The Viele Map

Created by Egbert L. Viele in 1865, the Sanitary and Topographical Map of the City and Island of New York (aka the Viele map), shows the pre-grid, natural state of the island, including some 500 hills, 88 miles of streams, 21 ponds and 300 springs.
Manhattan Unlocked Historical and Architectural Walking Tours looks at the street walls themselves to untangle the densely integrated history of New York City's built environment on the Island of Manhattan, revealing a heretofore untold story of the world's greatest city.

Formerly a blog, and soon to be a book, Manhattan Unlocked looks at how making sense of any one particular part of town requires understanding the whole history of the city's historic move uptown through Manhattan Island.

We look forward to showing you a hidden-in-plain-sight history.

Book Tours Now

Sunday, June 5, 2011

42nd Street to the Battery: 1855

The last post showed the city from 63rd Street to the Battery by putting together two pictures from the 1850s.  Here they are again; click here to read the original post.  A painted line runs down Fifth Avenue in both pictures, and you can see the dome and flag of the Crystal Palace on 42nd Street in both. The top one is from 1855, the bottom from 1858.

This post looks more closely at the first image.  Most people know that the city grew from the bottom up, but what stands out is how much the city also appears to have grown from the outside-in. Many of the blocks in the center of the island have only a handful of structures.

There are a few notable geographic features visible in the picture.  Murray Hill was a swath of land owned by a wealthy Quaker family during the Revolution.  It’s where Mrs. Murray famously (perhaps apocryphally) delayed general Howe with her hospitality, allowing General Washington and the Continental Army to escape to the north of the island. As good Quakers, though, the Murrays did not take sides in the Revolution (and their economic interests, which were mainly shipping, straddled both sides).  For their neutrality, many Quakers were expelled after the Revolution, and although they were permitted to return a short time later, many opted to remain in England.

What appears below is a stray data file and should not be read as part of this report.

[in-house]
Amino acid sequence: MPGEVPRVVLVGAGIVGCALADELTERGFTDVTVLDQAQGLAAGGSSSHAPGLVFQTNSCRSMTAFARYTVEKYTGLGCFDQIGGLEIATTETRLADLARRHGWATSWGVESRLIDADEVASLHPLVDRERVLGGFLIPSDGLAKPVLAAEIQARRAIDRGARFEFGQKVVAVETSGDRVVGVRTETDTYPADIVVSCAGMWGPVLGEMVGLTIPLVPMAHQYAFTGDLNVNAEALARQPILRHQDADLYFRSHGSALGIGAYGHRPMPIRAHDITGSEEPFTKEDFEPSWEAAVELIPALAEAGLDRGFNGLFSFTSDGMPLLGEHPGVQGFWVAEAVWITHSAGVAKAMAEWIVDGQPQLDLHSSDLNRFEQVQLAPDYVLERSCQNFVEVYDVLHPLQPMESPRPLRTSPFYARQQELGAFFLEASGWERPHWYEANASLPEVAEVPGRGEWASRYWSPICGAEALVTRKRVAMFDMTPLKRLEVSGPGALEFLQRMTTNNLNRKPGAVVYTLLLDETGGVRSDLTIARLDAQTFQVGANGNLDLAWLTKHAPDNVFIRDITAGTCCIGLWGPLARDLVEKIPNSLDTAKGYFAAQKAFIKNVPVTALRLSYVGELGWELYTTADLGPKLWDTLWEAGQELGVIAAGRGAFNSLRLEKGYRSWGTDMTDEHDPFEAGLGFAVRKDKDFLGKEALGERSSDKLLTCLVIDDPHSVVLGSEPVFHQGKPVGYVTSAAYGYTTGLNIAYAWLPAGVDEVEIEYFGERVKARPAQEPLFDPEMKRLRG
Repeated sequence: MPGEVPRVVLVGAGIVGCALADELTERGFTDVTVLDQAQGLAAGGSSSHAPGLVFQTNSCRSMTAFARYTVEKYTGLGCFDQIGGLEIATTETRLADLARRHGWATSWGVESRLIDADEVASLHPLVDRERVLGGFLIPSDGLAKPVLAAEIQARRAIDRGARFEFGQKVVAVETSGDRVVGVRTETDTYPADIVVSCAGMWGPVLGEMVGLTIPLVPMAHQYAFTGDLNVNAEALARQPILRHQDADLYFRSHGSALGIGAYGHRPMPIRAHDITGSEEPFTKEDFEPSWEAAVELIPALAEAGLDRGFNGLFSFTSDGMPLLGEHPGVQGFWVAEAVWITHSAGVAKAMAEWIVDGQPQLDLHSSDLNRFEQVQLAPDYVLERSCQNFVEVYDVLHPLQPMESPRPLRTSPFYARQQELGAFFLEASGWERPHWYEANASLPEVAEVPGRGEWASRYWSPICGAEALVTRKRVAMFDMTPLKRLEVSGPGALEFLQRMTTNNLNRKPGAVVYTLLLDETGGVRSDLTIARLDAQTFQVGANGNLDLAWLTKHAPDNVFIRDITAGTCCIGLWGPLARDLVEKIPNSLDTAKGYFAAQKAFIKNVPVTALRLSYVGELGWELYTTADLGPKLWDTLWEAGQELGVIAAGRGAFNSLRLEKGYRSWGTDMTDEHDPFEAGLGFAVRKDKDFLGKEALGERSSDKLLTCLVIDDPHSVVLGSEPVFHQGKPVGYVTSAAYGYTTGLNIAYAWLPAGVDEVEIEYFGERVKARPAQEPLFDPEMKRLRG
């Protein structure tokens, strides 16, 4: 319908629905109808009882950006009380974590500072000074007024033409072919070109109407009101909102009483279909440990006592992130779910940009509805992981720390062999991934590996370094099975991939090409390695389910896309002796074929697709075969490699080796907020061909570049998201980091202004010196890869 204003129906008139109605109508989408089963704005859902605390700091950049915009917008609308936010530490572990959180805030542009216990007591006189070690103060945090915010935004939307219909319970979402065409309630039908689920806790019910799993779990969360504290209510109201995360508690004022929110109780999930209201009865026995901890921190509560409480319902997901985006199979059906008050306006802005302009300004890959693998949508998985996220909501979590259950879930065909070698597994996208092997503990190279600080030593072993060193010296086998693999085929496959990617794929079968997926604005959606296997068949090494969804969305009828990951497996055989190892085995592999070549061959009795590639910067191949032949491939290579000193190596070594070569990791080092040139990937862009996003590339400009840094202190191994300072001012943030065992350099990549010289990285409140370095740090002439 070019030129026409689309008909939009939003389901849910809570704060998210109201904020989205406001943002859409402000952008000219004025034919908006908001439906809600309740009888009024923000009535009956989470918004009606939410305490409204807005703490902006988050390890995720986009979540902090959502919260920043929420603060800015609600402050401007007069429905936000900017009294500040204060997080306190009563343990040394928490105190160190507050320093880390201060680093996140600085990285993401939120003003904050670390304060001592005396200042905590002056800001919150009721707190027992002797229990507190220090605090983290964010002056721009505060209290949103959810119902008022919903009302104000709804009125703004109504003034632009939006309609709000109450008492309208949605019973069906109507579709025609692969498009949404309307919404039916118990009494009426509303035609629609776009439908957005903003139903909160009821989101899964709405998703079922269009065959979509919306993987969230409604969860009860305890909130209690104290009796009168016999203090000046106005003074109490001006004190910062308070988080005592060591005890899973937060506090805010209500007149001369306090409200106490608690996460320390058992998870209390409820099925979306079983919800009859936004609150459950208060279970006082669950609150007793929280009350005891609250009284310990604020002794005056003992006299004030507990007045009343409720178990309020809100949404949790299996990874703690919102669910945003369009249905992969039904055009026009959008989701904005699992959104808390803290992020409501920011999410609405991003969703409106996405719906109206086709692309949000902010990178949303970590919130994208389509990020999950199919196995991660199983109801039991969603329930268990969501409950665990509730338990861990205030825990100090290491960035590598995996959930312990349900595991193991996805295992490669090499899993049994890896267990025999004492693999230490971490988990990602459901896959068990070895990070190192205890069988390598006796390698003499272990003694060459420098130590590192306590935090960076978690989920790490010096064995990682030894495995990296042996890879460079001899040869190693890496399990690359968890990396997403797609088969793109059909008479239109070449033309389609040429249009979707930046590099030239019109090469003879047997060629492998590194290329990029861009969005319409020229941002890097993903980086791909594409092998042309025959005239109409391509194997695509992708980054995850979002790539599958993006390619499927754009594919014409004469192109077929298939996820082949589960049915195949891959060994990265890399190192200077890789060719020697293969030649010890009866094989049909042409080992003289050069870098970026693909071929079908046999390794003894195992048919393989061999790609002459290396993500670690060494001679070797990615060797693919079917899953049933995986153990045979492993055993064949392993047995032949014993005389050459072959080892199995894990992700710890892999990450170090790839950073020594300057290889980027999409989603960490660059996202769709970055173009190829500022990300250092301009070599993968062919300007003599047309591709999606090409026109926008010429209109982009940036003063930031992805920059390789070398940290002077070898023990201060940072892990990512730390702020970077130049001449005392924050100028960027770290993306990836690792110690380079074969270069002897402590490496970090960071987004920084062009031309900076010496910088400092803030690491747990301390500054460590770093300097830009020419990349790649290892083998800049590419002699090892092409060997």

You can detect the slope in the terrain of the actual hill extending from around 39th Street downtown past where the Empire State Building is today.

And you can see the Murray Hill railroad tunnel that today is an 8 block-long covered traffic tunnel running down the middle of Park Ave south of Grand Central.  Below, the future tunnel appears as narrow empty blocks between the two sides of Park Avenue (then, 4th Avenue) that straddled the sunken passage. Today Park Avenue has one of the widest medians of any of the avenues, the only indication above ground of the dozens of railroad tracks running below the avenue from Grand Central (to the left out of the scope of picture) up to 96th Street.  

The passage was cut through Murray Hill so the railroad wouldn’t have to climb up it.  After 1855 (the year of the picture), railcars were required to be horse drawn below 42nd Street so as not to be a nuisance to the growing population.  Here’s the tunnel today.  (I made these especially big and they overlap the side panels, but it's worth it to see the pictures).

It’s also interesting to see what an ordinary road Broadway was in this part of town.  Back in 1855 above 23rd Street it was the Bloomingdale Road, and would be renamed The Boulevard in 1866, finally taking the name Broadway in 1899.
And there’s a good reason Madison Square and Herald Square do not appear to be significant parts of town…

The center of town back in 1855 ran the stretch of Broadway from today’s NoHo and SoHo all the way to to City Hall.  The town center would begin its shift to Madison Square around 1859, with the construction of the Fifth Avenue Hotel.

Here’s a rather dramatic view from the same perspective, using Google Earth.  The NYPL and Bryant Park have replaced the reservoir and the Crystal Palace (though that structure only stood five years, 1853-1858).

The commercial center of the city moved up Broadway, which from the tip of the island to within a few blocks of Union Square is uncharacteristically straight. The Bowery (in yellow) was the high ground, and the main route in and out of lower Manhattan though most of history. The city grew first up the Bowery before Broadway bridged Canal Street and the center of the city shifted over to Broadway around the 1830s.